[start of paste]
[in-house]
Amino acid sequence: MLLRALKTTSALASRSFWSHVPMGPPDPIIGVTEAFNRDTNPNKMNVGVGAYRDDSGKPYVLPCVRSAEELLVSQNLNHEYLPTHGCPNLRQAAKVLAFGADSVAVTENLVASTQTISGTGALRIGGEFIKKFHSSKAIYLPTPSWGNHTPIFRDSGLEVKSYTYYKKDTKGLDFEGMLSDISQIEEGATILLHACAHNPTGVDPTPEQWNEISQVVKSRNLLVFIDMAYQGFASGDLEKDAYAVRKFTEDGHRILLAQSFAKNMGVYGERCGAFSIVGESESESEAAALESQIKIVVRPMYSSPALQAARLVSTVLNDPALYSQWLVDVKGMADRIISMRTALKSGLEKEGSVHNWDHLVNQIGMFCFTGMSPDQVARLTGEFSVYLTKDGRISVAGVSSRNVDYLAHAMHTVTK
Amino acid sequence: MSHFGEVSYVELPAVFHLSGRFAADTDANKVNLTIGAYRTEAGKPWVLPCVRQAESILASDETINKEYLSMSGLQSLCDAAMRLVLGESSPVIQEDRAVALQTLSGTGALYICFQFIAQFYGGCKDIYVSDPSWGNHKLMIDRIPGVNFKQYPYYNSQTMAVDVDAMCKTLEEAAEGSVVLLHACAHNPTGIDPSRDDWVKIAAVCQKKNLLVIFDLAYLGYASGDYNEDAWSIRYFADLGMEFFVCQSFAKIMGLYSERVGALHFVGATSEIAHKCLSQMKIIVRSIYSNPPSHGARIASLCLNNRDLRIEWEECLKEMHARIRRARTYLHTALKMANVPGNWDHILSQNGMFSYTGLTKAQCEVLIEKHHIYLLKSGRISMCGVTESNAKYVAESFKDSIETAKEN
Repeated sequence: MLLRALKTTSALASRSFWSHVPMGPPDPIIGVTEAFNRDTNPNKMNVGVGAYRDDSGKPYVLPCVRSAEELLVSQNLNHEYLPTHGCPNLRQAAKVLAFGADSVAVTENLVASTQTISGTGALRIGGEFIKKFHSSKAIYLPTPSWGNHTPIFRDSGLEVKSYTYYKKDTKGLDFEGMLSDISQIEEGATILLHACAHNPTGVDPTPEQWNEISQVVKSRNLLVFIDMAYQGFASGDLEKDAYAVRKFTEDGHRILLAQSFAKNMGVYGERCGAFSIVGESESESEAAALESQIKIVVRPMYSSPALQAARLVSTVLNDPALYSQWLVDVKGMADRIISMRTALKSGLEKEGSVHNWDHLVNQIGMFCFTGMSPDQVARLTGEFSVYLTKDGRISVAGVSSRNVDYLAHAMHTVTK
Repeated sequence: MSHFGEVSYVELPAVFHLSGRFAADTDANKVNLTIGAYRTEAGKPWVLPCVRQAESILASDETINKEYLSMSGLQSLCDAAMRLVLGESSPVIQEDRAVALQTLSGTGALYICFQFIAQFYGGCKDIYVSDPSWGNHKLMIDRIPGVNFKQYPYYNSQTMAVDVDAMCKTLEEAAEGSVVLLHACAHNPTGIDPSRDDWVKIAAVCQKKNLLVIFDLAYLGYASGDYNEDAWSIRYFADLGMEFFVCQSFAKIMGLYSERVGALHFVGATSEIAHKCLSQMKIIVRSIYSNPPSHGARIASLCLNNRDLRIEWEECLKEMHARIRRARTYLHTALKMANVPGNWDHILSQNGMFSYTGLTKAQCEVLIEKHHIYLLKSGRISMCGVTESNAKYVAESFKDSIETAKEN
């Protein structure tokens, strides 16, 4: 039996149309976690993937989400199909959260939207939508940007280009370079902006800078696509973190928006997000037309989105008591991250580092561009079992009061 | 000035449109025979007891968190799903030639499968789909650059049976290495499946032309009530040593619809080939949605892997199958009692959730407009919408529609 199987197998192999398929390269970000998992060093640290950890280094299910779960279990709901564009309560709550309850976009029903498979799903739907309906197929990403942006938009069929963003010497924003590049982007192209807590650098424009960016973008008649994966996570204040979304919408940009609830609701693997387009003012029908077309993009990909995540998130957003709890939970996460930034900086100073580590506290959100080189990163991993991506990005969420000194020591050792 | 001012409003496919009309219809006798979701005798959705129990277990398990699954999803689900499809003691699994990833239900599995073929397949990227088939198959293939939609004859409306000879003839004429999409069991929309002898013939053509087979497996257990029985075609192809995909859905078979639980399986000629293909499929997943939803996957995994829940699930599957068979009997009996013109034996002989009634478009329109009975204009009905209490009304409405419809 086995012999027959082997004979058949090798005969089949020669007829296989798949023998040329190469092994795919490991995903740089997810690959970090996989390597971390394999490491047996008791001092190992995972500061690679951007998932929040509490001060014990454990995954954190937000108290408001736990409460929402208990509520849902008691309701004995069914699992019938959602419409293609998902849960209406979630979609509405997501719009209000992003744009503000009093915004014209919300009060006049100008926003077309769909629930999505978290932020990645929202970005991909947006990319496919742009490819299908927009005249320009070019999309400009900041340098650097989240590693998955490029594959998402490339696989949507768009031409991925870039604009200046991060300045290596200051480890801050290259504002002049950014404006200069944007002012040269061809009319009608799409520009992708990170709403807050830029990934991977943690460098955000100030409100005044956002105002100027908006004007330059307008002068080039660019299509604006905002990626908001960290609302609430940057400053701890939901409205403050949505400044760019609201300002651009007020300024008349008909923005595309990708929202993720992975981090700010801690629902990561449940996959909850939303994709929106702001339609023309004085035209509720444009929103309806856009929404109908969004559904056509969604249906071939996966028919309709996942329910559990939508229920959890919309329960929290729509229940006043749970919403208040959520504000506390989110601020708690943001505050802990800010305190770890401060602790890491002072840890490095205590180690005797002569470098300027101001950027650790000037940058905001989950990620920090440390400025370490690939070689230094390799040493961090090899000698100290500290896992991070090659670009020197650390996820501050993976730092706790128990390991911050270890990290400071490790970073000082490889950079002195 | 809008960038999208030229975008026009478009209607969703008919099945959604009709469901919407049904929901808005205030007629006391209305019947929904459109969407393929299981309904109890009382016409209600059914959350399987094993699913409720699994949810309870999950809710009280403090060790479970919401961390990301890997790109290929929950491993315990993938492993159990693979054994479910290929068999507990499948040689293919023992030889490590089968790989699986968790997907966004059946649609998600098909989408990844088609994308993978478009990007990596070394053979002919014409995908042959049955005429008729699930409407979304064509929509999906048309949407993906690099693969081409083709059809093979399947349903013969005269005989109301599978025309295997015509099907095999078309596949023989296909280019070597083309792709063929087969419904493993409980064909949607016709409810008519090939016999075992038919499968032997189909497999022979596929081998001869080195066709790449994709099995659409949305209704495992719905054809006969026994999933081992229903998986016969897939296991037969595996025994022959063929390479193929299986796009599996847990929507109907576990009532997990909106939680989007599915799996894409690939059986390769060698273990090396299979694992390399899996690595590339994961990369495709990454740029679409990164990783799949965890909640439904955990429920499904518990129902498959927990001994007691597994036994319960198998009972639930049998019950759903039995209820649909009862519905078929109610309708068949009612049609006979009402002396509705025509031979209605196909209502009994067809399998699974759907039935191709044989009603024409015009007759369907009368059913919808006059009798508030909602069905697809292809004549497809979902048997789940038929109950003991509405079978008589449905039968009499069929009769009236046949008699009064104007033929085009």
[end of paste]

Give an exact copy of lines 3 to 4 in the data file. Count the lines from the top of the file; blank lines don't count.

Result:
Amino acid sequence: MSHFGEVSYVELPAVFHLSGRFAADTDANKVNLTIGAYRTEAGKPWVLPCVRQAESILASDETINKEYLSMSGLQSLCDAAMRLVLGESSPVIQEDRAVALQTLSGTGALYICFQFIAQFYGGCKDIYVSDPSWGNHKLMIDRIPGVNFKQYPYYNSQTMAVDVDAMCKTLEEAAEGSVVLLHACAHNPTGIDPSRDDWVKIAAVCQKKNLLVIFDLAYLGYASGDYNEDAWSIRYFADLGMEFFVCQSFAKIMGLYSERVGALHFVGATSEIAHKCLSQMKIIVRSIYSNPPSHGARIASLCLNNRDLRIEWEECLKEMHARIRRARTYLHTALKMANVPGNWDHILSQNGMFSYTGLTKAQCEVLIEKHHIYLLKSGRISMCGVTESNAKYVAESFKDSIETAKEN
Repeated sequence: MLLRALKTTSALASRSFWSHVPMGPPDPIIGVTEAFNRDTNPNKMNVGVGAYRDDSGKPYVLPCVRSAEELLVSQNLNHEYLPTHGCPNLRQAAKVLAFGADSVAVTENLVASTQTISGTGALRIGGEFIKKFHSSKAIYLPTPSWGNHTPIFRDSGLEVKSYTYYKKDTKGLDFEGMLSDISQIEEGATILLHACAHNPTGVDPTPEQWNEISQVVKSRNLLVFIDMAYQGFASGDLEKDAYAVRKFTEDGHRILLAQSFAKNMGVYGERCGAFSIVGESESESEAAALESQIKIVVRPMYSSPALQAARLVSTVLNDPALYSQWLVDVKGMADRIISMRTALKSGLEKEGSVHNWDHLVNQIGMFCFTGMSPDQVARLTGEFSVYLTKDGRISVAGVSSRNVDYLAHAMHTVTK